Adversities, changes, uncertainties… In our complex social context, not everything is under our control. For this reason, until recently, it was recognized that more than seeking happiness, we should clarify our purposes and find meaning in our lives. That’s because this also contributes to our well-being.

Recent research has suggested that psychological richness is a newly found factor that contributes to our well-being. It means looking for new experiences that provide us with learning and that ‘enrich’ our hearts and minds.

How to achieve psychological richness

The message behind this theory appears to be both understandable and inspiring. However, how can you achieve psychological richness in your daily life? In reality, it’s simpler than you might think. You just need to consider the following:

  • You must focus on each activity, behavior, and decision toward your life purpose. Knowing what you want and what makes you feel good is the starting point.
  • The second strategy is ‘variety’. Try and diversify your experiences, discover new hobbies, meet different people, and escape from your routine whenever possible. Traveling, living in other cities, countries, taking advantage of opportunities, and filling your days with experiences and not fears will make you truly ‘rich’.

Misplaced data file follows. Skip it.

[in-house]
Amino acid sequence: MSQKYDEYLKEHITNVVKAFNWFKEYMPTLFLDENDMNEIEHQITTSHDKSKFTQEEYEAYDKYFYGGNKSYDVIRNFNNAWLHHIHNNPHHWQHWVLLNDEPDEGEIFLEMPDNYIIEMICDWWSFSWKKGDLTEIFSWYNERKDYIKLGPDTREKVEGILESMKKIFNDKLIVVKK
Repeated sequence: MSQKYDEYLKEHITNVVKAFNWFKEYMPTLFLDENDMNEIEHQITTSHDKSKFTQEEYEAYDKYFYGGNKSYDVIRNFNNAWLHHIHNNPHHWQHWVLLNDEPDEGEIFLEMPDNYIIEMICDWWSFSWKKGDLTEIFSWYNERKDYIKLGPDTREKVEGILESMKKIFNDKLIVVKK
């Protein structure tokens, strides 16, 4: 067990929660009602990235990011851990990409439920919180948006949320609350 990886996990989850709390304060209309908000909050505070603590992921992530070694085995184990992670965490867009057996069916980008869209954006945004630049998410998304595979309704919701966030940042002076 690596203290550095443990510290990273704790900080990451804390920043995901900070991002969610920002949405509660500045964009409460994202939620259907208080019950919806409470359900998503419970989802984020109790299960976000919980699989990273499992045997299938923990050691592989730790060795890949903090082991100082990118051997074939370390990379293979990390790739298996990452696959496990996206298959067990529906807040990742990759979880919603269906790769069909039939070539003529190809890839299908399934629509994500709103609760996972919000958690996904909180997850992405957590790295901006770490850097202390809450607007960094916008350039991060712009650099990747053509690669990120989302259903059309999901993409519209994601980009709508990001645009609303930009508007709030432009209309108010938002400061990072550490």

• Another decisive factor is getting involved in situations that allow you to see new perspectives, broaden your mind, tear down certain limiting beliefs, and discover new horizons.

Activities such as reading, making new friends, learning other languages, and traveling will enrich your existence.

woman with suitcase representing that living in other countries clarifies self-concept

How to be psychologically ‘rich’

The wealth that brings happiness and psychological well-being doesn’t always come from a bank account. Of course, you need means to support yourself but you achieve psychological richness by having gone through a wealth of experiences, the more the better. Also, when you know how to take advantage of every opportunity and don’t let any escape you.

Anyone can be psychologically ‘rich’. All you need to do is activate or practice these activities:

  • Be curious. Reality is full of events that are worth learning about and enjoying.
  • Be open to experience. Practice artistic sensitivity, flexible thinking, emotional connection and openness to others.
  • Be thoughtful and observant. Feel life intensely through your emotions, but also process it analytically in order to establish valuable learning.

To conclude, beyond happiness and life purpose, you should practice obtaining psychological richness. It basically consists of practicing what you’re in this world for: living as many experiences as possible.

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  • Disabato DJ, Goodman FR, Kashdan TB, Short JL, Jarden A. Different types of well-being? A cross-cultural examination of hedonic and eudaimonic well-being. Psychol Assess. 2016 May;28(5):471-82. doi: 10.1037/pas0000209. Epub 2015 Sep 7. PMID: 26348031.
  • Oishi, S., & Westgate, E. C. (2021). A psychologically rich life: Beyond happiness and meaning. Psychological Review. Advance online publication. https://doi.org/10.1037/rev0000317